• “A fascinating book…Cartledge offers the general reader the fruits of his own rich scholarship in an accessible form.”

    BBC History

  • “The Spartans presented in this book could change the popular image of ancient history, making it more compelling and accessible.”

    Times Literary Supplement

  • “A fine overview of the rise and fall of a singular culture, spiced with anecdotes, quotations, brisk summary, and real insight.”

    Seattle Times

  • “Cartledge brings [the Spartans] to life again with verve [and] style.”

    Milwaukee Journal-Sentinel

  • “Cartledge brings the Spartans to life, making us share their aspirations and showing them such as they were…There is much in this fascinating book about art, religion, lifestyle, and politics, written in a style that eschews all jargon, ambiguity, and academic obfuscation.”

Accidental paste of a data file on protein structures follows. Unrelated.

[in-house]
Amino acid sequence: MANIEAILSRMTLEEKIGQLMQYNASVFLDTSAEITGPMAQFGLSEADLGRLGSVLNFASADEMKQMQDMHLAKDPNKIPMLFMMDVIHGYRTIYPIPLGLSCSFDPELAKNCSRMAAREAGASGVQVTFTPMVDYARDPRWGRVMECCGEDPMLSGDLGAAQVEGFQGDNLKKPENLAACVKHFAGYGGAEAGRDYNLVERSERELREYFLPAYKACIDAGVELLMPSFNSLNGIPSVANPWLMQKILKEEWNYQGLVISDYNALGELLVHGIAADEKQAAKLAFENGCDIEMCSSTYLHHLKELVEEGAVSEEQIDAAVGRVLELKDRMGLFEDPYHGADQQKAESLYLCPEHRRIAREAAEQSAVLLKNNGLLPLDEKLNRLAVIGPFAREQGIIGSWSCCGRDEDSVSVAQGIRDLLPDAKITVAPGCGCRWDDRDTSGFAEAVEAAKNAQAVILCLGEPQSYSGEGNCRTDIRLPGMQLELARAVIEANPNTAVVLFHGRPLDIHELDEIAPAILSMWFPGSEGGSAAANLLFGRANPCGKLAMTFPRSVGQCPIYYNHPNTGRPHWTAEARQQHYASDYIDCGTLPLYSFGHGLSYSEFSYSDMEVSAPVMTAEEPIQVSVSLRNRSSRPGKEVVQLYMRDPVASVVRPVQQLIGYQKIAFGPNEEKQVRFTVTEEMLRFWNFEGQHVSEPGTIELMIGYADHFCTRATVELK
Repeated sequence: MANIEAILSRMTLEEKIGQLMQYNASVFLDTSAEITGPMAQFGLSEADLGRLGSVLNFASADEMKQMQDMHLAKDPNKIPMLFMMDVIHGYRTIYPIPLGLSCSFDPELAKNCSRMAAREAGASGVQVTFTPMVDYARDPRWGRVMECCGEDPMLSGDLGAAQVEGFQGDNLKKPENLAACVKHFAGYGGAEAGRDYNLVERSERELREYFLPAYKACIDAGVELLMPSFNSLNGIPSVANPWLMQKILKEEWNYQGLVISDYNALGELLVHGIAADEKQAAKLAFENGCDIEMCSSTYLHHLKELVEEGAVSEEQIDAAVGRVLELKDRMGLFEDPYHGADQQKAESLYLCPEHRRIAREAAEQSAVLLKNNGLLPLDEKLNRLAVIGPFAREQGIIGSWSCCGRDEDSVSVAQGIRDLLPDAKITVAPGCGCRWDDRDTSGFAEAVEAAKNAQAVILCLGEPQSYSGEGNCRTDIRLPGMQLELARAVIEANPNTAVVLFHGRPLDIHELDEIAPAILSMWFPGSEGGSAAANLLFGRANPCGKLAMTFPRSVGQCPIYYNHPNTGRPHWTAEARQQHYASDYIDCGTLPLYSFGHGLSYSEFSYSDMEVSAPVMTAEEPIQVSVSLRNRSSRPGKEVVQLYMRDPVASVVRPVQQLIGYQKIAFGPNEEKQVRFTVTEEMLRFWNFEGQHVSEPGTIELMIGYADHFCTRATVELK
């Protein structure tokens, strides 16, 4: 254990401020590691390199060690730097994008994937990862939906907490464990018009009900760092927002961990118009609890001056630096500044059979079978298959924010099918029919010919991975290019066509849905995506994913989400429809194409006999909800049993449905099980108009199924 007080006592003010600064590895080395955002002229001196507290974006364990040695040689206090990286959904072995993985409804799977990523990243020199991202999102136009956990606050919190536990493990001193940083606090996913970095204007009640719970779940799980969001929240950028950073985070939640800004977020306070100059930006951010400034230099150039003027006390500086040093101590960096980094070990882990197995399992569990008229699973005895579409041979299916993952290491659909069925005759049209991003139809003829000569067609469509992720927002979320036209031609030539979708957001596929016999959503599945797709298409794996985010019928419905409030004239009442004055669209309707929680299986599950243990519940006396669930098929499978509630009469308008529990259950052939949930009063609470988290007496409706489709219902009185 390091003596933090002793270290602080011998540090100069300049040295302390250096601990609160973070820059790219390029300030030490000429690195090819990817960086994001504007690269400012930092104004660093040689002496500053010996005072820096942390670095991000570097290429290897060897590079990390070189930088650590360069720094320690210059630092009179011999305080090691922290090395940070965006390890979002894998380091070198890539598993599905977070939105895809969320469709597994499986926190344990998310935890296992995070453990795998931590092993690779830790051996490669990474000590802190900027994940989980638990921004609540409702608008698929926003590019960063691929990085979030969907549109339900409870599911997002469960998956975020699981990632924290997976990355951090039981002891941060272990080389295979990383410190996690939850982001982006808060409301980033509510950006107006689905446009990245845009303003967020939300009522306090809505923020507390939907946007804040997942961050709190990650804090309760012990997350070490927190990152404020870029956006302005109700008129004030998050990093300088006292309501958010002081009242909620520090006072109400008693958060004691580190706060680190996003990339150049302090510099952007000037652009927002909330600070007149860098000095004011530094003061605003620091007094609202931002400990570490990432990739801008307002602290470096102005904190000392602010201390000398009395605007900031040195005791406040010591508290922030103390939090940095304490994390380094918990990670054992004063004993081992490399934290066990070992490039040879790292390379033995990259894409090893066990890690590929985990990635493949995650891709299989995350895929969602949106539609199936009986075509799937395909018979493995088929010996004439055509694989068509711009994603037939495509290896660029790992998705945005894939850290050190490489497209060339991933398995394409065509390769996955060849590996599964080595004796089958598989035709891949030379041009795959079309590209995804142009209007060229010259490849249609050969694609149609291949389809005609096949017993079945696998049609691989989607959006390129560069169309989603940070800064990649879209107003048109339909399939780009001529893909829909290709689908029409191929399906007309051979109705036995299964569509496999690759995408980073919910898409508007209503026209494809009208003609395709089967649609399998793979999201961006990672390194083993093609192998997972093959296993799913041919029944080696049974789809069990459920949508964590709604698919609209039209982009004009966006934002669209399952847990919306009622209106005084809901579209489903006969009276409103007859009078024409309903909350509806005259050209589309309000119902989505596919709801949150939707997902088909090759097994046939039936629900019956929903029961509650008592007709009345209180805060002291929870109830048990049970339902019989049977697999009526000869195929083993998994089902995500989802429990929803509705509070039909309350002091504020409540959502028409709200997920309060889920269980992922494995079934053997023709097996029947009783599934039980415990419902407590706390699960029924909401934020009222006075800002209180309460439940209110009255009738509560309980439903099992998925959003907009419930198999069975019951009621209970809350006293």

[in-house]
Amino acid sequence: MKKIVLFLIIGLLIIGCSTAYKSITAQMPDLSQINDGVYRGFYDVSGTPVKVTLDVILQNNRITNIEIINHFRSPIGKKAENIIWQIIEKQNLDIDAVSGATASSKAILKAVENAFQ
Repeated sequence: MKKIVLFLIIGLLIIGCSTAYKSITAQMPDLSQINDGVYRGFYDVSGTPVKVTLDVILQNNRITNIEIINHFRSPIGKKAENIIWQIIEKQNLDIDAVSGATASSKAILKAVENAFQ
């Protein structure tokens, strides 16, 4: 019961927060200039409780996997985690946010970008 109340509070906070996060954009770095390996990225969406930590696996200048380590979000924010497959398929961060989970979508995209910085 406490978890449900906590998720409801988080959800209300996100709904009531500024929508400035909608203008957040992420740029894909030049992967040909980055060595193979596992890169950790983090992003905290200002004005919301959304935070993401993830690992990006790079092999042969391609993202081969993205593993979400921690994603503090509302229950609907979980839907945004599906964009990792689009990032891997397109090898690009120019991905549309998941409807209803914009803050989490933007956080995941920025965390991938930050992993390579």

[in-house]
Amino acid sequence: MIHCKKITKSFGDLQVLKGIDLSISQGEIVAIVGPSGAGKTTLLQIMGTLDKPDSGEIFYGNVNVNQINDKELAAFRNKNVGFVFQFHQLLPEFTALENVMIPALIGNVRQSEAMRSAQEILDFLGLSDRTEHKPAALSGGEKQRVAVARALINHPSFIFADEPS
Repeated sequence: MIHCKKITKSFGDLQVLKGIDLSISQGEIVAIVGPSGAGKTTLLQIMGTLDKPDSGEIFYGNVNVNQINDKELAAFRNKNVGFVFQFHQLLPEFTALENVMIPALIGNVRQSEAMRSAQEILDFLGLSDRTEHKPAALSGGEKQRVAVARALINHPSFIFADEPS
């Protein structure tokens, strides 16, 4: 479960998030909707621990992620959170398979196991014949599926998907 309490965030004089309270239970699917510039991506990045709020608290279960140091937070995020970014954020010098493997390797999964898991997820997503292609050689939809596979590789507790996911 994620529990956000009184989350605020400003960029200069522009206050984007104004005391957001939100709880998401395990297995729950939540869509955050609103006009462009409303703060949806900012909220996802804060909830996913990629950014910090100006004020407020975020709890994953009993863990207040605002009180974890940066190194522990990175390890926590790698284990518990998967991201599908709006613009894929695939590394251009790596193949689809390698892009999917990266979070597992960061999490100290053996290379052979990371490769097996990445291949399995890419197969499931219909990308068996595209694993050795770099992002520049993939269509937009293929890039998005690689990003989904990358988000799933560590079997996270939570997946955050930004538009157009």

Greek Embassy Newsletter

  • “Remarkable…Cartledge’s crystalline prose, his vivacious storytelling and his lucid historical insights combine here to provide a first-rate history of the Spartans, their significance to ancient Greece and their influence on our culture.”

    Publishers Weekly

  • “Lee can create nuances in delivery, allowing listeners to distinguish among bits of information that are actually comparatively dull (such as population statistics or facts of coinage). In that the audio version may be superior to the print version”


  • “Engaging…Cartledge cloaks his erudition with an ease and enthusiasm that will excite readers from page one.”


Listener Opinions

  • 4 out of 54 out of 54 out of 54 out of 54 out of 5 by Andrew | 2/19/2014